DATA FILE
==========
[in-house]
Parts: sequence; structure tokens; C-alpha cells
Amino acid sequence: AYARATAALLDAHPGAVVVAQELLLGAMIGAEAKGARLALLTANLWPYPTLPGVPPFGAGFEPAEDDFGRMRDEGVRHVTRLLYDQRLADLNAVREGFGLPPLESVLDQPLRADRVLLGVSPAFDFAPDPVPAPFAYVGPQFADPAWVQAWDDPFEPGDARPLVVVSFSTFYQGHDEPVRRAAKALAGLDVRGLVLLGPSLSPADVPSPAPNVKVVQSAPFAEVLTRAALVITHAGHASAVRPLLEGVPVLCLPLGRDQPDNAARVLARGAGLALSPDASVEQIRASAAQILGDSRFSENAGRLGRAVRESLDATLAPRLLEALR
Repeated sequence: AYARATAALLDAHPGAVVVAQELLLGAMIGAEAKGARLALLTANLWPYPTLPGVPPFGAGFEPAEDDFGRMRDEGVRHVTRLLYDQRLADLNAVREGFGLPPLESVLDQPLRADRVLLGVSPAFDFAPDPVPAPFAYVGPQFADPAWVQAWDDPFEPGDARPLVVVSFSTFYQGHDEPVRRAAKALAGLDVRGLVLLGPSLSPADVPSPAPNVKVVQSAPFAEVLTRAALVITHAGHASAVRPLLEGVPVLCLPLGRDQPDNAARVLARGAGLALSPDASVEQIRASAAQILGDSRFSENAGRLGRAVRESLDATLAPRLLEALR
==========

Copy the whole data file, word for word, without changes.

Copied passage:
[in-house]
Parts: sequence; structure tokens; C-alpha cells
Amino acid sequence: AYARATAALLDAHPGAVVVAQELLLGAMIGAEAKGARLALLTANLWPYPTLPGVPPFGAGFEPAEDDFGRMRDEGVRHVTRLLYDQRLADLNAVREGFGLPPLESVLDQPLRADRVLLGVSPAFDFAPDPVPAPFAYVGPQFADPAWVQAWDDPFEPGDARPLVVVSFSTFYQGHDEPVRRAAKALAGLDVRGLVLLGPSLSPADVPSPAPNVKVVQSAPFAEVLTRAALVITHAGHASAVRPLLEGVPVLCLPLGRDQPDNAARVLARGAGLALSPDASVEQIRASAAQILGDSRFSENAGRLGRAVRESLDATLAPRLLEALR
Repeated sequence: AYARATAALLDAHPGAVVVAQELLLGAMIGAEAKGARLALLTANLWPYPTLPGVPPFGAGFEPAEDDFGRMRDEGVRHVTRLLYDQRLADLNAVREGFGLPPLESVLDQPLRADRVLLGVSPAFDFAPDPVPAPFAYVGPQFADPAWVQAWDDPFEPGDARPLVVVSFSTFYQGHDEPVRRAAKALAGLDVRGLVLLGPSLSPADVPSPAPNVKVVQSAPFAEVLTRAALVITHAGHASAVRPLLEGVPVLCLPLGRDQPDNAARVLARGAGLALSPDASVEQIRASAAQILGDSRFSENAGRLGRAVRESLDATLAPRLLEALR